Following the tragic deaths of two young attendees at the Defqon festival over the weekend the NSW Premiere Gladys Berejiklian has announced the creation of a drug safety panel to address concerns at music festivals.
The panel will include Police Commissioner Mick Fuller and the Chair of the Independent Office of Liquor & Gaming Philip Crawford as well as other health officials to determine if festivals are doing enough to protect punters – something we’ve covered before and prove festivals are already doing as much as humanely possible to do so.
Other things up for discussion mentioned in the press release are harsher penalties for drug dealers and if new penalties should be created to punish those in possession or attempting to sell illegal substances.
A third mention in the release is for further ‘drug education’, something that top health officials as well as ex and current police have been calling on for years but doesn’t seem to be the focus over the consistently misguided ‘zero tolerance’ policy that has resulted in a costly system that is making near zero changes in the behaviour of those attending music festivals and choosing to consume drugs.
Something else that would have been a no brainer to even just discuss but was left out was the topic of pill testing (that was successfully run and identified deadly components at this years Groovin The Moo) and amnesty bins, that allow the safe disposal of drugs when entering festivals, an alternative to ingesting them or dropping them for other people to potentially pick up.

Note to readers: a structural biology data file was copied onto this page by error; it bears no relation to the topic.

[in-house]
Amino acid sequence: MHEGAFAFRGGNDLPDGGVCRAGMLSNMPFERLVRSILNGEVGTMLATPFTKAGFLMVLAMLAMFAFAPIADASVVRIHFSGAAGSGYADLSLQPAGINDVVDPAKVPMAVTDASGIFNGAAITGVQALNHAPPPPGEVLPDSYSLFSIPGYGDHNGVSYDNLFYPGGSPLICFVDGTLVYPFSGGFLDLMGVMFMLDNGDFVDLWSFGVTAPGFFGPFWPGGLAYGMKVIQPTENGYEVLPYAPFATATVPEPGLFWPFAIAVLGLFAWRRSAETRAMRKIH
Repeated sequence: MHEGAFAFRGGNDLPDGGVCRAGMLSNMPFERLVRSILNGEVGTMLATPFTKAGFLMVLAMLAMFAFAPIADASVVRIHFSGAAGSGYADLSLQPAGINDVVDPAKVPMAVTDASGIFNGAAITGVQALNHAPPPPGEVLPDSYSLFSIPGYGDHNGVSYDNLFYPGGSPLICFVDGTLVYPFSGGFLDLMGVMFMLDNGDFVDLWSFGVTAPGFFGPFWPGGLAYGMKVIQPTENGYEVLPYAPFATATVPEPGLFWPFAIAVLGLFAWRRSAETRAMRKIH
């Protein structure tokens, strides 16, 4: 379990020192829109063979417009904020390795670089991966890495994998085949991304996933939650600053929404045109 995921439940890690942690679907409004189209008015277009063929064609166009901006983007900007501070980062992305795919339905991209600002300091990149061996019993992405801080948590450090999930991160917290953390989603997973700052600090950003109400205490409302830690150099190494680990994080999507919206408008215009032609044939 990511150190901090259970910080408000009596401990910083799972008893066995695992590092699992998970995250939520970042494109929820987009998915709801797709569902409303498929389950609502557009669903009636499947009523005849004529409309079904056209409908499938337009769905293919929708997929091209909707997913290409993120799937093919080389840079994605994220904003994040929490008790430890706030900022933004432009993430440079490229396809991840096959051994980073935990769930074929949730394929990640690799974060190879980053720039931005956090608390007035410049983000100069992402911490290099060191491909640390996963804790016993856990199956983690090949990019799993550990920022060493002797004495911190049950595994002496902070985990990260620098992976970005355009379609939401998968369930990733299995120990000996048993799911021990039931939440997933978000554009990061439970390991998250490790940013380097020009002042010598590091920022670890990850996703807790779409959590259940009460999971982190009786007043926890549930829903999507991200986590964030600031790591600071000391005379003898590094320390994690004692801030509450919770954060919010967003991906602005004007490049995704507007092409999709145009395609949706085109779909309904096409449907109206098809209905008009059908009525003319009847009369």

This comes amongst news that drug detections were unknowingly recorded twice for over 7 years by NSW Police in what could have resulted in over 80,000 false possessions and possible policy change as well as the skyrocketing costs and low strike rate of drug dogs that recorded at times, only 50% to 60% correct identifications.
It’s times like this it’s worth pointing out the safe injecting rooms that allow a clean and safe environment for those choosing to use drugs but also offer education and support for those looking to step away from drugs.
Ultimately everyone wants the same thing, for people to be safe and avoid tragic deaths. It’s just moving forward and using logical steps and tools to do so.